The Pentagon budget seems poised for an increase in 2023 over the $773 billion requested by President Joe Biden. The question now is how large that increase will be.
The leaders of the Senate Appropriations committee released their markup of the defense funding bill July 28, with $792 billion going to the Department of Defense. Such a total would mark a hefty 8.7 percent increase over the total enacted for fiscal 2022, excluding emergency funding. It would also substantially surpass the amount proposed by the House Appropriations committee in June, which was largely in line with the Biden administration’s request.
But while the House Appropriations bill left the top line request untouched, there appears to be a growing bipartisan consensus for adding more spending, mainly focused on two factors: the impact of historic inflation, and concerns about the threats posed by Russia and China.
Sen. Patrick Leahy (D-Vt.) and Sen. Jon Tester (D-Mont.), chairmen of the full committee and defense subcommittee, respectively, credited both in statements accompanying the release of the bill.
“This legislation will keep America safe by giving our troops a well-earned pay raise, ensuring our servicemen and women are well-trained and well-equipped with the most up-to- date technology, and shifting resources toward programs that’ll maintain our fighting edge over adversaries like China and Russia,” Tester said.
Leahy and Tester also noted that their topline figure is largely similar to the one authorized by the House as part of the 2023 National Defense Authorization Act.
However, while the NDAA sets policy and authorizes funds, it does not appropriate the money the Defense Department spends. That’s a process led by the Appropriations committee, and Republicans on the panel have already said they think the new chairman’s mark doesn’t go far enough.
In a press release, Sen. Richard Shelby (R-Ala.), the vice chairman of the committee, indicated that the top line should be increased by $10 billion to match the level authorized by the Senate Armed Services Committee in its version of the NDAA.
Still, the chairman’s mark will form the starting point of considerations as the defense subcommittee starts a process that will need to finish before Oct. 1 if Congress is to avoid relying on a continuing resolution to keep the Pentagon funded.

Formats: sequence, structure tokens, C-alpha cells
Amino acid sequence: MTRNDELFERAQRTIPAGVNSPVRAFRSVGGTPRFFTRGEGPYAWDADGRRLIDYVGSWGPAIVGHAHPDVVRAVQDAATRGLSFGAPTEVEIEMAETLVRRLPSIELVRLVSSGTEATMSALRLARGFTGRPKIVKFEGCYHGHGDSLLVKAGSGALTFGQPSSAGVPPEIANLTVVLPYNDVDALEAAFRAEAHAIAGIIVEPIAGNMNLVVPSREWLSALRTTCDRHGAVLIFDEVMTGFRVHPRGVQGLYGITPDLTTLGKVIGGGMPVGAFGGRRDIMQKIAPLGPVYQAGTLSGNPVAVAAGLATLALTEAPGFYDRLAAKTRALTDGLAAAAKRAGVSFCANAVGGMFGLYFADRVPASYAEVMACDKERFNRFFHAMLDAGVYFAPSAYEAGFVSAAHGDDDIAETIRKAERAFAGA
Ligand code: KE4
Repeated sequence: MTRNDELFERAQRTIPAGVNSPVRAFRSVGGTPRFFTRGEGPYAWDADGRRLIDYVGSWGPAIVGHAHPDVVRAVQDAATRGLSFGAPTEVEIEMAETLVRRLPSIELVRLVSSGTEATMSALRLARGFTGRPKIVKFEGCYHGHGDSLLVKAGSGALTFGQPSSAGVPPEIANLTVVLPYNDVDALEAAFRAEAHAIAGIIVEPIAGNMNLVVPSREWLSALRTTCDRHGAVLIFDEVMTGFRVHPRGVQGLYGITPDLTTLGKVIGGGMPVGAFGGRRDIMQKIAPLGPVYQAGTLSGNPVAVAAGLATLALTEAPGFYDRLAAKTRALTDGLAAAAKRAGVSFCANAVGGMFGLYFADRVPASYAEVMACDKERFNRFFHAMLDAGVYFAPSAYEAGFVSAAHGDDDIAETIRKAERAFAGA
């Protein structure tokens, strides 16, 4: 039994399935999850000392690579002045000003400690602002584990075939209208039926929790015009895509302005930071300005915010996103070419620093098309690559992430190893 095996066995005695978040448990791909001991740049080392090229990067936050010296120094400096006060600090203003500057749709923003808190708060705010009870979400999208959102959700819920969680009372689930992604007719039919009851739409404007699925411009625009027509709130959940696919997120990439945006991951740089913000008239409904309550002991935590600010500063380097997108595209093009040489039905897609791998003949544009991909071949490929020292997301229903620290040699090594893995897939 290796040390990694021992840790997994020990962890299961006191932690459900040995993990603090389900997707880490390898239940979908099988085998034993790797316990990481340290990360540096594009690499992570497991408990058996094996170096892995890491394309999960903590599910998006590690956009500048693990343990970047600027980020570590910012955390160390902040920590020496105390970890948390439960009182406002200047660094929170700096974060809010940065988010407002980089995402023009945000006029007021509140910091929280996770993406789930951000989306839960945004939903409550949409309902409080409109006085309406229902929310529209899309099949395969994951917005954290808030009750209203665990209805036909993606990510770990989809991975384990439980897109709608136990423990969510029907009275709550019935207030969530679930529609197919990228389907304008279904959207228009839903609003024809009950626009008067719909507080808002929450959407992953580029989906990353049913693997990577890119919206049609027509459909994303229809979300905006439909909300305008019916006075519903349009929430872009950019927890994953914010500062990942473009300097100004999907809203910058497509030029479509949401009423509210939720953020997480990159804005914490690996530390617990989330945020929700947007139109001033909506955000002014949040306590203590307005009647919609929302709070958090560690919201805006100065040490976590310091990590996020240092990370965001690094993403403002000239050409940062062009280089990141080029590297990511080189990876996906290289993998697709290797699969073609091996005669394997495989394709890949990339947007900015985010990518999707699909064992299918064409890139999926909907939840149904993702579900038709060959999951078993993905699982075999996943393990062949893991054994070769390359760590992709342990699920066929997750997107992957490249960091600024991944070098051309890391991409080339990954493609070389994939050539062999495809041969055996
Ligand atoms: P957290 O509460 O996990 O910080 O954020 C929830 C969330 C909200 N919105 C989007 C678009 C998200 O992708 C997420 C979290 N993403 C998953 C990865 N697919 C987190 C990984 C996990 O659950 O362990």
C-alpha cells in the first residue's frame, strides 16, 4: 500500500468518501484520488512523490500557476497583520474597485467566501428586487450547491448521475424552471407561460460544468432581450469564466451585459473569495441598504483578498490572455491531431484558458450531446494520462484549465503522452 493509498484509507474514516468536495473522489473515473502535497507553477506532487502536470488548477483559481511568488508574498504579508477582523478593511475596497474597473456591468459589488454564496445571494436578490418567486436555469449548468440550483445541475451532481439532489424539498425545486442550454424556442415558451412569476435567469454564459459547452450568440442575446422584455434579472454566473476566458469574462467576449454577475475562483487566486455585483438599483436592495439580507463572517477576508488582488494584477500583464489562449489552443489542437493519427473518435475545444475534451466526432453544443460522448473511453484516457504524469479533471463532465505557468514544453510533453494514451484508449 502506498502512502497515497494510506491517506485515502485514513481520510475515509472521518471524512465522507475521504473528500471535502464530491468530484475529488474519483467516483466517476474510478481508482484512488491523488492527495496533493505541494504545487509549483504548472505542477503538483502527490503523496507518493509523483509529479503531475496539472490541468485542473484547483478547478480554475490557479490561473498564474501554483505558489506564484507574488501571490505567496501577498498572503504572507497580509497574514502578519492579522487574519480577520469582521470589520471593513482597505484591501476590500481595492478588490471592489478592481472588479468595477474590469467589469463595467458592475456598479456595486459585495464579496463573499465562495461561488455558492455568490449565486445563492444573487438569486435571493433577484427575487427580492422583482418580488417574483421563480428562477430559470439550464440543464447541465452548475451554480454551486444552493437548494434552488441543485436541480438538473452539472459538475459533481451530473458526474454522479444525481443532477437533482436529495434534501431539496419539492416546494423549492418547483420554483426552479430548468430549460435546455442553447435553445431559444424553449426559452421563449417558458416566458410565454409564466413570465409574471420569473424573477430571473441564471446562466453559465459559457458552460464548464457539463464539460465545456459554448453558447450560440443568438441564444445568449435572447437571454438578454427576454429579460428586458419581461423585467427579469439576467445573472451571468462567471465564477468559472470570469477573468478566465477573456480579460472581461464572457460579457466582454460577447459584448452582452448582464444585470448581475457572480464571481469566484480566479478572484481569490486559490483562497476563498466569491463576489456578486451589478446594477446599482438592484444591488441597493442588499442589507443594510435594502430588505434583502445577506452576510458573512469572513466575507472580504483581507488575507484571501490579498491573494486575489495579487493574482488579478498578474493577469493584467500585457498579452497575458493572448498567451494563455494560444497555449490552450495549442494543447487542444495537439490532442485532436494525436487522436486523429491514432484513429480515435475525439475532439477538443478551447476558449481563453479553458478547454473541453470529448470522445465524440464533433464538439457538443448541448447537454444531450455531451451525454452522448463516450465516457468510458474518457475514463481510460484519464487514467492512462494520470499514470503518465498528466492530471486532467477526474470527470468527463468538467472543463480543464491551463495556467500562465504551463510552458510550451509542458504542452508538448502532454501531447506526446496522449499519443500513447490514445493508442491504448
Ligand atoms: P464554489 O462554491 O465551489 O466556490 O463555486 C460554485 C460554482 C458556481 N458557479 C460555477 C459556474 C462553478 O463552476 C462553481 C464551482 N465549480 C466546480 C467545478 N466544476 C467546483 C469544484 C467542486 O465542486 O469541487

As part of the proposed increase to the top line, Leahy and Tester list four areas in particular to prioritize: countering inflation, space, infrastructure, and the defense industrial base and acquisition.
For inflation, that means $5 billion extra to pay for fuel, $1.5 billion to help acquisition programs affected by rising prices, and another $1.45 billion to supplement basic allowances for housing and subsistence, as well as other special pay.
For space, the bill includes $2.2 billion to accelerate development of a resilient space architecture, which has been a repeated theme for Space Force leaders and other space agencies as of late.
Included in that $2.2 billion is $300 million to build up a medium-Earth-orbit missile warning and tracking constellation, $250 million for the Space Force’s operational test and training infrastructure, $250 million for on-board defense measures for certain high value satellites, and $216 million for two more launches for the Space Development Agency’s Tracking Layer constellation.
On top of that, the bill would require the Secretary of the Air Force and the Chief of Space Operations to provide a report to Congress detailing all of the department’s missile tracking and warning programs.
For the Air Force, the bill would include extra funding to buy 16 C-130Js for the Air National Guard, 10 more HH-60 Pave Hawks, and four EC-37B Compass Calls, one of the service’s top unfunded priorities.
However, the committee leaders added a section to the bill registering their concern that programs such as the F-15EX and HH-60W “have been truncated across the Future Years Defense Program [FYDP] well below their stated acquisition objectives.”
“While the Committee understands that trade-offs occur to support force modernization, truncating programs that only recently transitioned into production and were hailed as supporting critical Air Force missions, such as personnel recovery and future tactical air, calls into question the strategic underpinning of these and other acquisition decisions,” the section reads.
As a result, the bill would also require the Air Force to provide a report to Congress of all the programs they plan to cut procurement for by 2027, along with an analysis of the impacts of doing so.
Committee leaders also took aim at the F-35 joint program office over the recently announced Lot 15-17 contract with Lockheed Martin, noting that the prices appear to be “significantly higher” than was previously budgeted for procurement, creating a gap of some $1.4 billion across fiscal years 2021 to 2023.
“The Committee believes that resources exist in prior years that are available for reallocation to partially address this aircraft pricing issue,” the bill’s summary language states. “… Therefore, the Committee directs the Program Executive Officer, F–35 Joint Program Office, within 30 days of the contract award of lots 15 through 17, to submit to the congressional defense committees a detailed accounting of all fiscal year 2021 and fiscal year 2022 unobligated balances, by activity that can be reallocated to address the pricing shortfall.”